Project: A new mobile website and check-out for TUI's package holidays
Role: UX designer and circle owner of Ideation
Responsibilities: user research, value proposition design, concept and workshop facilitator, circle owner of Ideation
Date: July 2019 - March 2020
Description: This project was a co-creation partnership between DAYONE and TUI. Goal of this project was to optimise the mobile booking-site in order to drive conversion.
Result: By the end of this project we had completely redesigned the sales funnel from searching for a package holiday to booking. We tested the redesigns, document validated designs as components in a design system and enabled the client to independently scale the components.
From summer 2019 until spring 2020 I was part of an innovation team with members from DAYONE and TUI.
Even though TUI held 16% of the German market before Corona, the market for holiday bookings got very competitive over the past years. Especially brokers like Airbnb and Booking got a growing piece of the pie.
Searching and planning holidays is a process that can take up to 90 days and -without surprise- mostly takes places on mobile. TUI noticed a steady growth on its mobile traffic, however the conversion rate on mobile still lags behind. So, how might we improve the experience of booking holidays on mobile and drive conversion?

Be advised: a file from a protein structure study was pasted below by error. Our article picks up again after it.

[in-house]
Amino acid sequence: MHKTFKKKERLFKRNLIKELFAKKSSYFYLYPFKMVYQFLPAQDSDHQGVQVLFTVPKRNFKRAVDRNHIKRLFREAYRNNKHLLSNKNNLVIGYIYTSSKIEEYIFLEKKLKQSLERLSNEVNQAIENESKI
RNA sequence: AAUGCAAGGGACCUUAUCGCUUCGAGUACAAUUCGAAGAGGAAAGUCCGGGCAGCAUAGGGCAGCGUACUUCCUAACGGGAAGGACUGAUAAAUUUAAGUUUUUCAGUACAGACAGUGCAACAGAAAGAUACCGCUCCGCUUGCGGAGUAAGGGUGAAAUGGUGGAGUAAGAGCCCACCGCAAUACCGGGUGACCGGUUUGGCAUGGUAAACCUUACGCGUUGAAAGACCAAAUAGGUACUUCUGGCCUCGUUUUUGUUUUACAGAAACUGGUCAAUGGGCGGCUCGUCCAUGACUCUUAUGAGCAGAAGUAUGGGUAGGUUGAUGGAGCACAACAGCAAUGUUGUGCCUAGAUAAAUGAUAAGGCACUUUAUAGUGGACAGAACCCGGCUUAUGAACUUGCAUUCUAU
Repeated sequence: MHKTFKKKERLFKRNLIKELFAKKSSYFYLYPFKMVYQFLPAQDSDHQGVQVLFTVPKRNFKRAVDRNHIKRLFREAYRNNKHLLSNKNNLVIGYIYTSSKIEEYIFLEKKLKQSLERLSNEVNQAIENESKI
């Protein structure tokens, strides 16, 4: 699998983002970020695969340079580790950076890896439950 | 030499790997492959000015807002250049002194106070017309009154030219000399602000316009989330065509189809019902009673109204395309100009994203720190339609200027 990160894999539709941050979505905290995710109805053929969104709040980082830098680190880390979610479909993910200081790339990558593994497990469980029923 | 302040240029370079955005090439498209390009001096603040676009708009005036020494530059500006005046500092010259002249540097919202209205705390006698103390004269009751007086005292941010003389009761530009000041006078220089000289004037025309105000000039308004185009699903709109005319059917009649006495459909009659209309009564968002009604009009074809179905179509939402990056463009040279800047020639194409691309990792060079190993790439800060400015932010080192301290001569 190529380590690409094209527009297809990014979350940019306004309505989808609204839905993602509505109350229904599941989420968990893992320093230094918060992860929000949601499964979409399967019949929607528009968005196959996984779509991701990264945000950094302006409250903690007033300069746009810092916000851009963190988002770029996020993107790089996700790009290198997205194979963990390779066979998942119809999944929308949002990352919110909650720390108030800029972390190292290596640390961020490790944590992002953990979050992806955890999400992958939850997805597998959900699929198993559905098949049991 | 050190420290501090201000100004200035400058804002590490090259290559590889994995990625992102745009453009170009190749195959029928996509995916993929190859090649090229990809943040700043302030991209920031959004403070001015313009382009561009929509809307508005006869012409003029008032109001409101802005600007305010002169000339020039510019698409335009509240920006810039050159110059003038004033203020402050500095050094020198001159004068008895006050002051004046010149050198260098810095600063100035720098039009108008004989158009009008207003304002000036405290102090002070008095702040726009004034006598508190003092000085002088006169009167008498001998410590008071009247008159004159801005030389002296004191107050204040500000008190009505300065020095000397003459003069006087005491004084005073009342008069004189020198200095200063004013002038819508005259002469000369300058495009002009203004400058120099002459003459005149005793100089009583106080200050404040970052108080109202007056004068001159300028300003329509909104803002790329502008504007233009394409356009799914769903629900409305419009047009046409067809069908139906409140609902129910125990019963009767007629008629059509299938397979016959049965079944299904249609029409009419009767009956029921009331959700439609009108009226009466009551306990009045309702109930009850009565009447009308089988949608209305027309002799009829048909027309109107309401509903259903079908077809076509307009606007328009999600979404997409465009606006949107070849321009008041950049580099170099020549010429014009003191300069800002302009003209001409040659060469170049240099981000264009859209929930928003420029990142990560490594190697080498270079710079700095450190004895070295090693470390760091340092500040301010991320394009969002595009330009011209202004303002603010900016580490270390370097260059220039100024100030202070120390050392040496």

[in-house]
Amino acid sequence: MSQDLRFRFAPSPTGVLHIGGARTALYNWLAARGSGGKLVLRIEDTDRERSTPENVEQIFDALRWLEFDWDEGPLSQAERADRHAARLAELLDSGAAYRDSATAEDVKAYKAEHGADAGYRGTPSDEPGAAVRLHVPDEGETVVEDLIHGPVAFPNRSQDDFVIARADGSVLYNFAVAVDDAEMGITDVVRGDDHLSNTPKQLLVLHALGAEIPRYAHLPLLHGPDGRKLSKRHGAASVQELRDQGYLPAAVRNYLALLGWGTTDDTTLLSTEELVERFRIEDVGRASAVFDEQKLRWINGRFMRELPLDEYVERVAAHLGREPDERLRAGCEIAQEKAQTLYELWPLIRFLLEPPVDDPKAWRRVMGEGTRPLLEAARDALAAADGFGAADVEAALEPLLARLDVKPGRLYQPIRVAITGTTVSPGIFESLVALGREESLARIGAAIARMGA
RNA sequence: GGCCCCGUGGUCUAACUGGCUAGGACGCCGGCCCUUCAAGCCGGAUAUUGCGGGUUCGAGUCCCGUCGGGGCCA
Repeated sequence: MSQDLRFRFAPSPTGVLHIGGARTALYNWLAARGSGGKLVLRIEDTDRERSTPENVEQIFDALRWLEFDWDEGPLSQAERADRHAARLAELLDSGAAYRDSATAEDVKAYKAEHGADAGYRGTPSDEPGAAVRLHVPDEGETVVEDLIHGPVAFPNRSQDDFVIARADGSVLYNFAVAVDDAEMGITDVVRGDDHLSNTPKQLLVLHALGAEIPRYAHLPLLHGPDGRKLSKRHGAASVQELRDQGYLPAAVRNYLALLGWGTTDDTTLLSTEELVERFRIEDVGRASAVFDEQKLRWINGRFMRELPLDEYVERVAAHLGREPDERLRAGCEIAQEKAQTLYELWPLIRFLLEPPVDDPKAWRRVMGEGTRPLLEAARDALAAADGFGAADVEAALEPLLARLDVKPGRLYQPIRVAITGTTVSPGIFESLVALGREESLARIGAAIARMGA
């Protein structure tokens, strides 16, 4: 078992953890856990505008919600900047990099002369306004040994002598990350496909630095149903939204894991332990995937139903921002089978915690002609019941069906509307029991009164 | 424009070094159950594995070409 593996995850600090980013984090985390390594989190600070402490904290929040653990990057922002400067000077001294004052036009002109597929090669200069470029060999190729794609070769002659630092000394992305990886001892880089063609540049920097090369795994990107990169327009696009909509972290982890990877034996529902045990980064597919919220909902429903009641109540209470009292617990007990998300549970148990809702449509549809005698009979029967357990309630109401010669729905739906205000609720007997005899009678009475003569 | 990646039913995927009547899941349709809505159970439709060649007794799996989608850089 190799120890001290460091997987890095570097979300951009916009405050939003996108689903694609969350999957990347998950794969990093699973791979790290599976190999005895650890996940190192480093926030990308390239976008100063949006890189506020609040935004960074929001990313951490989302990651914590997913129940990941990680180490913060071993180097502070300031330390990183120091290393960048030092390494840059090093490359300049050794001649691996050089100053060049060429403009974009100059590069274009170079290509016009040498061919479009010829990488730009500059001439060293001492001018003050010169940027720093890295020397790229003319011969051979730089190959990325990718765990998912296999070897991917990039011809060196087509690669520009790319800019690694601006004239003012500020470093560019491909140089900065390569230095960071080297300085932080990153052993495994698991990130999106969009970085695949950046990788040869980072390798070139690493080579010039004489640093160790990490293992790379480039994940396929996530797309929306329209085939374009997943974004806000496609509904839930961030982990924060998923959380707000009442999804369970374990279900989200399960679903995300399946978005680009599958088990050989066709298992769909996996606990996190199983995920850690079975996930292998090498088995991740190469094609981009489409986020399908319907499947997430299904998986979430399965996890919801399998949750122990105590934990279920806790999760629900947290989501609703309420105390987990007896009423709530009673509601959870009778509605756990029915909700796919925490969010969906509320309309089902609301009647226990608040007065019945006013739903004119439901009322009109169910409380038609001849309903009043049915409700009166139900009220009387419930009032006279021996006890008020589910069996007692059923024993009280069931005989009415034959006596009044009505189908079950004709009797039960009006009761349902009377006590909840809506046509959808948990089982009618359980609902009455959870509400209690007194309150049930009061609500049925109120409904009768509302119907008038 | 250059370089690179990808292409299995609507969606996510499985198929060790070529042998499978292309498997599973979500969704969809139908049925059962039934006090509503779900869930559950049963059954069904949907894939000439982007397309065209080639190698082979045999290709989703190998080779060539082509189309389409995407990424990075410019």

Our mission was to optimise the mobile experience for package holiday bookings and by that driving conversion up with 300%.
At the start of the project, I supported with extensive user research and competitor analysis to familiarize ourselves with the travel industry and package holidays. For me that stage is crucial - I love to start projects by gathering as much information and data as I can get and analyse them to better understand the problem I'm trying to solve.
I helped conduct online surveys and telephone interviews which helped us gain a better understanding of Travelportal's customers. With this data, I facilitated several Value Proposition Canvas workshops and together with the team, I created several Customer Profiles. These canvasses helped us identify which customer groups had the most potential for us and which jobs-to-be-done, obstacles and benefits they had.
On top of that, we identified the 5 shopper types and the characteristics of Browsers, Researchers and Product-focused shoppers.
Together with other UX and UI designers, I created several customer journeys with the key insights we gathered with the help of the Value Proposition Canvas.
We found that the process of searching and planning holidays is a long and chaotic process which can take up to 3 months.
The initial inspiration and exploration for a holiday happens casually on mobile. After casually searching for destinations, customers move to the research stage where they collect and share more specific information.